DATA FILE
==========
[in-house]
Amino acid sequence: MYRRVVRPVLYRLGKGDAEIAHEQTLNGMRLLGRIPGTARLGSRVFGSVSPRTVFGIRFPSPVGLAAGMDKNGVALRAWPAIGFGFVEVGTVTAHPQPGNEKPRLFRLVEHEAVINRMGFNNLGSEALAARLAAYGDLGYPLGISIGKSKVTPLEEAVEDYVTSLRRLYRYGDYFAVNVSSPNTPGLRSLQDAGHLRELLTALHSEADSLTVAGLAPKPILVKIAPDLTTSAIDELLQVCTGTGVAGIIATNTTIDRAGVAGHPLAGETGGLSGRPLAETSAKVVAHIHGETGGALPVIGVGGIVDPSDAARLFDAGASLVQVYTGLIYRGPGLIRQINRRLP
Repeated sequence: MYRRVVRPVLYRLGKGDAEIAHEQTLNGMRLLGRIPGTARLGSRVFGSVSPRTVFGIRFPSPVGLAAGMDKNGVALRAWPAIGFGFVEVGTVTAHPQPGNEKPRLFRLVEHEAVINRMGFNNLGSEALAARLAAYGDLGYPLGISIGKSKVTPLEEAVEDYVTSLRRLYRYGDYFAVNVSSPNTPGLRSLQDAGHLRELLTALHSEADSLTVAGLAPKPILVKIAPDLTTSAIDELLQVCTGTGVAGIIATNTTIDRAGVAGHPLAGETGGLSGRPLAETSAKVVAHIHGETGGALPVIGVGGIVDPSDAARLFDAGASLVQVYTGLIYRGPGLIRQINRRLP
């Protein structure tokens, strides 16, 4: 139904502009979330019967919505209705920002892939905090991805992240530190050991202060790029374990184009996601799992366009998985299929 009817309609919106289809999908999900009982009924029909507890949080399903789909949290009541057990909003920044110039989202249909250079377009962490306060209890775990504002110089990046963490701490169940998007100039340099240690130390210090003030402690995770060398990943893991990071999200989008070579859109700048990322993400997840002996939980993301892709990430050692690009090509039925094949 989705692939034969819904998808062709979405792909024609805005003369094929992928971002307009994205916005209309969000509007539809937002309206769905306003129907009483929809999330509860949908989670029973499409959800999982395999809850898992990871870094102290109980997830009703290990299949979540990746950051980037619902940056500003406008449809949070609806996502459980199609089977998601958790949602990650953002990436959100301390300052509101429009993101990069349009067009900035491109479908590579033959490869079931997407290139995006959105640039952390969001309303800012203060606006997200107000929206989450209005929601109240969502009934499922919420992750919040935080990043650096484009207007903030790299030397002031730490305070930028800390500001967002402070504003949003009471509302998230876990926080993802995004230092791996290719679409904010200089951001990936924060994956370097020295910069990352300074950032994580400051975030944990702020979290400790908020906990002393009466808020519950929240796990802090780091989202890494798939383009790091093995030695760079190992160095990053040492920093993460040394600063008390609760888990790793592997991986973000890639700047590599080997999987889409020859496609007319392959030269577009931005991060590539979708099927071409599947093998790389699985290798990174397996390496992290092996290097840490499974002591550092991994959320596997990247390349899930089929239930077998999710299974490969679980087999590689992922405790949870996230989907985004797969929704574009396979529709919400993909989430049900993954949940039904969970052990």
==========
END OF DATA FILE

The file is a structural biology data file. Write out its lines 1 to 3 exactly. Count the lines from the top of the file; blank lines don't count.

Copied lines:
[in-house]
Amino acid sequence: MYRRVVRPVLYRLGKGDAEIAHEQTLNGMRLLGRIPGTARLGSRVFGSVSPRTVFGIRFPSPVGLAAGMDKNGVALRAWPAIGFGFVEVGTVTAHPQPGNEKPRLFRLVEHEAVINRMGFNNLGSEALAARLAAYGDLGYPLGISIGKSKVTPLEEAVEDYVTSLRRLYRYGDYFAVNVSSPNTPGLRSLQDAGHLRELLTALHSEADSLTVAGLAPKPILVKIAPDLTTSAIDELLQVCTGTGVAGIIATNTTIDRAGVAGHPLAGETGGLSGRPLAETSAKVVAHIHGETGGALPVIGVGGIVDPSDAARLFDAGASLVQVYTGLIYRGPGLIRQINRRLP
Repeated sequence: MYRRVVRPVLYRLGKGDAEIAHEQTLNGMRLLGRIPGTARLGSRVFGSVSPRTVFGIRFPSPVGLAAGMDKNGVALRAWPAIGFGFVEVGTVTAHPQPGNEKPRLFRLVEHEAVINRMGFNNLGSEALAARLAAYGDLGYPLGISIGKSKVTPLEEAVEDYVTSLRRLYRYGDYFAVNVSSPNTPGLRSLQDAGHLRELLTALHSEADSLTVAGLAPKPILVKIAPDLTTSAIDELLQVCTGTGVAGIIATNTTIDRAGVAGHPLAGETGGLSGRPLAETSAKVVAHIHGETGGALPVIGVGGIVDPSDAARLFDAGASLVQVYTGLIYRGPGLIRQINRRLP